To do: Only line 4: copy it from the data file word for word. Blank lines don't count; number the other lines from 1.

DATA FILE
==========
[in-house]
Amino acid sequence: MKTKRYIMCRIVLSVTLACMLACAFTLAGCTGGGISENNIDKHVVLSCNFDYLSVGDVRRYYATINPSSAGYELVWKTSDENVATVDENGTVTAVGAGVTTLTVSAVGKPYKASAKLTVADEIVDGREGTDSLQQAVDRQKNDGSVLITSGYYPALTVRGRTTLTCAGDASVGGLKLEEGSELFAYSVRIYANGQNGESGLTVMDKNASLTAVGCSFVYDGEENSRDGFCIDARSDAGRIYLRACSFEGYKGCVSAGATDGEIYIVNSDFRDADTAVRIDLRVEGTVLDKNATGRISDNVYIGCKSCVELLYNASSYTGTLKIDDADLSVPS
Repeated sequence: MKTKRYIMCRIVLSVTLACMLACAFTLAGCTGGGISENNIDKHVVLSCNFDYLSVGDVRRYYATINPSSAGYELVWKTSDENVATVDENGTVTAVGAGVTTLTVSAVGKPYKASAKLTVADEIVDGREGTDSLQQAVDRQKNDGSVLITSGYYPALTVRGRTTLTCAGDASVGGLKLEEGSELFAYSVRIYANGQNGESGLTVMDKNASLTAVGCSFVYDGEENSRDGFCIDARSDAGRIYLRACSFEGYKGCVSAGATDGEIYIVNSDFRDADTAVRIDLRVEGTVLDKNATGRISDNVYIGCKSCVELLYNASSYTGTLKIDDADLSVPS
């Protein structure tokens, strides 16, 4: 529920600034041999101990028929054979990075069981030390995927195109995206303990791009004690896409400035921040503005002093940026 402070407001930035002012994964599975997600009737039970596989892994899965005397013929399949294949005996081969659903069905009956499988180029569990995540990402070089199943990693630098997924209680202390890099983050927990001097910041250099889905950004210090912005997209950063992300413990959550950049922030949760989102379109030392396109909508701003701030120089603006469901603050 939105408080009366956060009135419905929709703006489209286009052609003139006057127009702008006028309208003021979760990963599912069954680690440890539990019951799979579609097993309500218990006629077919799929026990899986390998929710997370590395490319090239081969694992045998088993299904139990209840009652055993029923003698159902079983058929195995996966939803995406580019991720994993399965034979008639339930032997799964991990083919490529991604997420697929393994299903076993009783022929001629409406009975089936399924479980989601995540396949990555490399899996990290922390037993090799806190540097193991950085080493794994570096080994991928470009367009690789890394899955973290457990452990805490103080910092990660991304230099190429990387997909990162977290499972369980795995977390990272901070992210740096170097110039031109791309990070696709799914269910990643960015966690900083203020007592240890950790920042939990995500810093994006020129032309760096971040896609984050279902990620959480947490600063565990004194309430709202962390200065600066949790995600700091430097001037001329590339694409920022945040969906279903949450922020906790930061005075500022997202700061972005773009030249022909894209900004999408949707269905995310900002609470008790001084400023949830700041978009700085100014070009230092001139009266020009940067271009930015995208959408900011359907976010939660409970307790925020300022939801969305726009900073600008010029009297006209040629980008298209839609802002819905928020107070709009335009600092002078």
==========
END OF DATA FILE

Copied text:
């Protein structure tokens, strides 16, 4: 529920600034041999101990028929054979990075069981030390995927195109995206303990791009004690896409400035921040503005002093940026 402070407001930035002012994964599975997600009737039970596989892994899965005397013929399949294949005996081969659903069905009956499988180029569990995540990402070089199943990693630098997924209680202390890099983050927990001097910041250099889905950004210090912005997209950063992300413990959550950049922030949760989102379109030392396109909508701003701030120089603006469901603050 939105408080009366956060009135419905929709703006489209286009052609003139006057127009702008006028309208003021979760990963599912069954680690440890539990019951799979579609097993309500218990006629077919799929026990899986390998929710997370590395490319090239081969694992045998088993299904139990209840009652055993029923003698159902079983058929195995996966939803995406580019991720994993399965034979008639339930032997799964991990083919490529991604997420697929393994299903076993009783022929001629409406009975089936399924479980989601995540396949990555490399899996990290922390037993090799806190540097193991950085080493794994570096080994991928470009367009690789890394899955973290457990452990805490103080910092990660991304230099190429990387997909990162977290499972369980795995977390990272901070992210740096170097110039031109791309990070696709799914269910990643960015966690900083203020007592240890950790920042939990995500810093994006020129032309760096971040896609984050279902990620959480947490600063565990004194309430709202962390200065600066949790995600700091430097001037001329590339694409920022945040969906279903949450922020906790930061005075500022997202700061972005773009030249022909894209900004999408949707269905995310900002609470008790001084400023949830700041978009700085100014070009230092001139009266020009940067271009930015995208959408900011359907976010939660409970307790925020300022939801969305726009900073600008010029009297006209040629980008298209839609802002819905928020107070709009335009600092002078």